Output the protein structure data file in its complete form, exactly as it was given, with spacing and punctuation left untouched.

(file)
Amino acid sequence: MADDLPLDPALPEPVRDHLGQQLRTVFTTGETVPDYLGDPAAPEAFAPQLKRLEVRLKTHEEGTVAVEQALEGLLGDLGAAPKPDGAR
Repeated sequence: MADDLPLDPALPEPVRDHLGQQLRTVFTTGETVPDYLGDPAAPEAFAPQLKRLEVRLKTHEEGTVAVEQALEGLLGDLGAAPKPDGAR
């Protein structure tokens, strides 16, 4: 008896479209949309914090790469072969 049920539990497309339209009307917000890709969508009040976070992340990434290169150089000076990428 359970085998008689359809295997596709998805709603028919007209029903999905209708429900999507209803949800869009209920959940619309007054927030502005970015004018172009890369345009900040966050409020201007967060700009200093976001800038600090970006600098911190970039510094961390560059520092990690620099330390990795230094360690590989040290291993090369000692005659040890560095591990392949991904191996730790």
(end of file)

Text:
Amino acid sequence: MADDLPLDPALPEPVRDHLGQQLRTVFTTGETVPDYLGDPAAPEAFAPQLKRLEVRLKTHEEGTVAVEQALEGLLGDLGAAPKPDGAR
Repeated sequence: MADDLPLDPALPEPVRDHLGQQLRTVFTTGETVPDYLGDPAAPEAFAPQLKRLEVRLKTHEEGTVAVEQALEGLLGDLGAAPKPDGAR
């Protein structure tokens, strides 16, 4: 008896479209949309914090790469072969 049920539990497309339209009307917000890709969508009040976070992340990434290169150089000076990428 359970085998008689359809295997596709998805709603028919007209029903999905209708429900999507209803949800869009209920959940619309007054927030502005970015004018172009890369345009900040966050409020201007967060700009200093976001800038600090970006600098911190970039510094961390560059520092990690620099330390990795230094360690590989040290291993090369000692005659040890560095591990392949991904191996730790």